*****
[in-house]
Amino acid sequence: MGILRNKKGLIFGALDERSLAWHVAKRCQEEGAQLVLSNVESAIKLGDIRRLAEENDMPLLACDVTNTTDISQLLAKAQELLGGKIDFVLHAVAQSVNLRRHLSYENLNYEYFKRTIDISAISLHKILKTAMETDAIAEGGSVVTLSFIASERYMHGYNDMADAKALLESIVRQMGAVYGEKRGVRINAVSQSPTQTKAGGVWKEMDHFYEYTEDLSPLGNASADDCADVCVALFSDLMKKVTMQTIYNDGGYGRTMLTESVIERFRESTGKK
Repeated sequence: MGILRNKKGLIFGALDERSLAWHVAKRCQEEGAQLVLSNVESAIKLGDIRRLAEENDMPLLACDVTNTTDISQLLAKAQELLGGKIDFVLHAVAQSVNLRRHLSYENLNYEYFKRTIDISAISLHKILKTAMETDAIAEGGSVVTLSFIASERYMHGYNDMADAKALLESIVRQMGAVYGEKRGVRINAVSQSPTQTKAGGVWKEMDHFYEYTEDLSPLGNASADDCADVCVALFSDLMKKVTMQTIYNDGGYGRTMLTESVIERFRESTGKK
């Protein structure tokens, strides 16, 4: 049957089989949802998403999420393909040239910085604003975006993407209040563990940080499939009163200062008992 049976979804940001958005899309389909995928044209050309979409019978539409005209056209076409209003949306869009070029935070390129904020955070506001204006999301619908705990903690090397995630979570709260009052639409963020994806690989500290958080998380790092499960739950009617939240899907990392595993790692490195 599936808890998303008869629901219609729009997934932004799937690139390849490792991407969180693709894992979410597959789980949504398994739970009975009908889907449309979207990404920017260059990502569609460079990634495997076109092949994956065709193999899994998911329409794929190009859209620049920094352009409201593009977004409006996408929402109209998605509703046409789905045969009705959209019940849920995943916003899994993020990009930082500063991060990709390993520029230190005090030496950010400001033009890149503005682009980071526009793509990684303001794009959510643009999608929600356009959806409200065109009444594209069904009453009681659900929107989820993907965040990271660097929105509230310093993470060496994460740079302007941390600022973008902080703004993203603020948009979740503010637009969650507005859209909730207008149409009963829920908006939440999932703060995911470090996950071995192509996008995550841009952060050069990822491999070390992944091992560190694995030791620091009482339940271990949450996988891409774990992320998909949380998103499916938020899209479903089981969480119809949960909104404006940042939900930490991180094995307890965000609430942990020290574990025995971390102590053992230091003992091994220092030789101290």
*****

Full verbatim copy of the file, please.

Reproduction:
[in-house]
Amino acid sequence: MGILRNKKGLIFGALDERSLAWHVAKRCQEEGAQLVLSNVESAIKLGDIRRLAEENDMPLLACDVTNTTDISQLLAKAQELLGGKIDFVLHAVAQSVNLRRHLSYENLNYEYFKRTIDISAISLHKILKTAMETDAIAEGGSVVTLSFIASERYMHGYNDMADAKALLESIVRQMGAVYGEKRGVRINAVSQSPTQTKAGGVWKEMDHFYEYTEDLSPLGNASADDCADVCVALFSDLMKKVTMQTIYNDGGYGRTMLTESVIERFRESTGKK
Repeated sequence: MGILRNKKGLIFGALDERSLAWHVAKRCQEEGAQLVLSNVESAIKLGDIRRLAEENDMPLLACDVTNTTDISQLLAKAQELLGGKIDFVLHAVAQSVNLRRHLSYENLNYEYFKRTIDISAISLHKILKTAMETDAIAEGGSVVTLSFIASERYMHGYNDMADAKALLESIVRQMGAVYGEKRGVRINAVSQSPTQTKAGGVWKEMDHFYEYTEDLSPLGNASADDCADVCVALFSDLMKKVTMQTIYNDGGYGRTMLTESVIERFRESTGKK
């Protein structure tokens, strides 16, 4: 049957089989949802998403999420393909040239910085604003975006993407209040563990940080499939009163200062008992 049976979804940001958005899309389909995928044209050309979409019978539409005209056209076409209003949306869009070029935070390129904020955070506001204006999301619908705990903690090397995630979570709260009052639409963020994806690989500290958080998380790092499960739950009617939240899907990392595993790692490195 599936808890998303008869629901219609729009997934932004799937690139390849490792991407969180693709894992979410597959789980949504398994739970009975009908889907449309979207990404920017260059990502569609460079990634495997076109092949994956065709193999899994998911329409794929190009859209620049920094352009409201593009977004409006996408929402109209998605509703046409789905045969009705959209019940849920995943916003899994993020990009930082500063991060990709390993520029230190005090030496950010400001033009890149503005682009980071526009793509990684303001794009959510643009999608929600356009959806409200065109009444594209069904009453009681659900929107989820993907965040990271660097929105509230310093993470060496994460740079302007941390600022973008902080703004993203603020948009979740503010637009969650507005859209909730207008149409009963829920908006939440999932703060995911470090996950071995192509996008995550841009952060050069990822491999070390992944091992560190694995030791620091009482339940271990949450996988891409774990992320998909949380998103499916938020899209479903089981969480119809949960909104404006940042939900930490991180094995307890965000609430942990020290574990025995971390102590053992230091003992091994220092030789101290």